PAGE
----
American Impressionist paintings on view at the Palmer Museum this summer

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American Impressionist paintings on view at the Palmer Museum this summer
Hayley Lever (American, 1875–1958), Harbor Scene, Gloucester, c. 1920s, oil on canvas 20-1/8 x 24 inches. Collection of Thomas Clark.

UNIVERSITY PARK, PA.- As the days grow longer and the weather warmer, the Palmer Museum of Art at Penn State opened Summer Light: American Impressionist Paintings from the Thomas Clark Collection. On view through August 29, this special exhibition features twenty-four paintings from the major forthcoming gift of collector Thomas Clark, whose private holdings contain some of the finest in the American impressionist genre.

“We are thrilled to present a selection of works from the expansive collection of Tom Clark to audiences this summer,” said Palmer Museum Director Erin M. Coe. “Impressionism is an enduring style that has spanned generations and geographic locales. It is a fitting tribute to our shared resilience as we emerge from the pandemic and bask in the light of these luminous landscape paintings after months of indoor isolation and limited travel. It is also a tribute to Tom, who has generously committed his collection to Penn State,” Coe added.

Impressionist painting, in its various forms, flourished in the United States well past its initial reception by American artists in the 1880s. The once-radical French movement, characterized in part by efforts to capture the changing conditions of natural light through loose brushwork, bright colors, and painting out of doors, gradually transitioned into a popular style on this side of the Atlantic. Featuring more than twenty-five works, Summer Light explores the durability and dissemination of Impressionism in America between about 1910 and 1940.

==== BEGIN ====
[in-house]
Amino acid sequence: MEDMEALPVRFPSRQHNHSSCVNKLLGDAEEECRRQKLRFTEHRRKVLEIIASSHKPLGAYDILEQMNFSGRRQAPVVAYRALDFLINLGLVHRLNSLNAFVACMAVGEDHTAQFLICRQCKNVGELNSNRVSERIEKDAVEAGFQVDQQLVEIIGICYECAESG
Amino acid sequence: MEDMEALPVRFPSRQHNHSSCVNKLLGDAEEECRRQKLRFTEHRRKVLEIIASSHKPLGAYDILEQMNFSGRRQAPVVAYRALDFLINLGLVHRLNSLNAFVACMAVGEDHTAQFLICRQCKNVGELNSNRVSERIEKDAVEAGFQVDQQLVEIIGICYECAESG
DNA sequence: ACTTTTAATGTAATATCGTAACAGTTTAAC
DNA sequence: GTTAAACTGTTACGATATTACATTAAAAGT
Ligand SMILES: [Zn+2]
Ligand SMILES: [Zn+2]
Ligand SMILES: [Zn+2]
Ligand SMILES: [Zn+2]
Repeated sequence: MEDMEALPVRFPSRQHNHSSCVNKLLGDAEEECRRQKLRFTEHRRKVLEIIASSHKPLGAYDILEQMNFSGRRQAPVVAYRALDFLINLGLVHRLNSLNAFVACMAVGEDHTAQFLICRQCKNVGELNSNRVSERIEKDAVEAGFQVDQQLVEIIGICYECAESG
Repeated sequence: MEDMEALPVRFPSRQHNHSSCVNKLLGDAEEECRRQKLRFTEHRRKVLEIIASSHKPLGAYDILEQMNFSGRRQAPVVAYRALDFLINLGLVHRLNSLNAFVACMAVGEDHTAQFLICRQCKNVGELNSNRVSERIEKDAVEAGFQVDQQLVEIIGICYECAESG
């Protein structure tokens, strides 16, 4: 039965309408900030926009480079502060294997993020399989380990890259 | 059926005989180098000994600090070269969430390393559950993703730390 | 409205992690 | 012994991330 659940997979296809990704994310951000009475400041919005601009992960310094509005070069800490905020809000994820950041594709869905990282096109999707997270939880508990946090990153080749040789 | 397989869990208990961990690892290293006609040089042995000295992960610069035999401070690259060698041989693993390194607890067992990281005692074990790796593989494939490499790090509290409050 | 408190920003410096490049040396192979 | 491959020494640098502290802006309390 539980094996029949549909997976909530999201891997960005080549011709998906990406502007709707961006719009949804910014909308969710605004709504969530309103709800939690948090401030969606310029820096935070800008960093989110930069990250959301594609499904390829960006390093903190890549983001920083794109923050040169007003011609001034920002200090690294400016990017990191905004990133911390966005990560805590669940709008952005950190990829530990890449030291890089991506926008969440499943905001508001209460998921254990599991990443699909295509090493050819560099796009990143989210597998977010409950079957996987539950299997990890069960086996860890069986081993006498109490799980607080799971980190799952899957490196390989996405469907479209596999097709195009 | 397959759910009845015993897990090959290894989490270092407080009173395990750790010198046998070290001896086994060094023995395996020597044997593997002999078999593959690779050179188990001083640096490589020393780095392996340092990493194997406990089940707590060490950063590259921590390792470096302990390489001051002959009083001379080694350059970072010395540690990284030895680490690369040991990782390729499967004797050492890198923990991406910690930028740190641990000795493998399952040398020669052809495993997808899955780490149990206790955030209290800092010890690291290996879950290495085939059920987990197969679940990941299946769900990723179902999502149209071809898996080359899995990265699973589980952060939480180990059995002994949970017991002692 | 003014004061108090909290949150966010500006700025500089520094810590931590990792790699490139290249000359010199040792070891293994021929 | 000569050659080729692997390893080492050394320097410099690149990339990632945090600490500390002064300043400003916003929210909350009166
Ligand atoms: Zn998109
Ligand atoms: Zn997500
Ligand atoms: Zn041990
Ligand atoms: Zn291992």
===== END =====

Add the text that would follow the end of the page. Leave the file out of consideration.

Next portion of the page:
The summer season’s associations with vitality and leisure appealed to a broad range of artists who painted sun-streaked canvases in the open air. From Maine to Florida, from Texas to California, their bright palettes and broken brushwork rendered all facets of the American landscape and enjoyed popular acclaim. Whether depicting the bustle of harbors and beaches or the radiance of mountains and coastlines, American artists adapted French techniques to their own sensibilities and tastes. Many of the artists sustained vibrant careers and enjoyed praise in their lifetimes, though some are less widely known today. Significantly, ten women artists are featured in the exhibition, among them Anna Althea Hills, Margaret Jordan Patterson, and Jane Peterson.

A number of summer schools and art colonies flourished and were important centers for the spread of American Impressionism. Cape Ann, Massachusetts, was home to the oldest art colony in the country and attracted several artists featured in the exhibition, including Louise Upton Brumback, Alice Judson, Hayley Lever, Carl Peters, and Frederick Carl Smith. Farther afield, artists in California, such as Maurice Braun, Franz Bischoff, Anna Althea Hills, and Selden Connor Gile, likewise focused on the warmth and freedom associated with the summer season.

“The works of the artists characterized as American Impressionists have been an act of both collecting and study for many years,” stated Tom Clark. “The seemingly endless ability of these artists to capture ‘the moment’ and convey that ‘impression’ to the viewer is a source of continuing appreciation. This exhibition, as does the collection, highlights the significant contribution of women artists—whose path to recognition was definitely not an easy task during this period of American art.”

Organized by the Palmer Museum, this exhibition is the first presentation of works from Mr. Clark’s major forthcoming gift of some 170 paintings.

"This first, focused exhibition of paintings from Mr. Clark's vast collection offers a rare glimpse into the circulation of Impressionism throughout many regions of the United States in the first half of the twentieth century,” said Adam Thomas, curator of American art at the Palmer who organized the exhibition with museum director Erin Coe.

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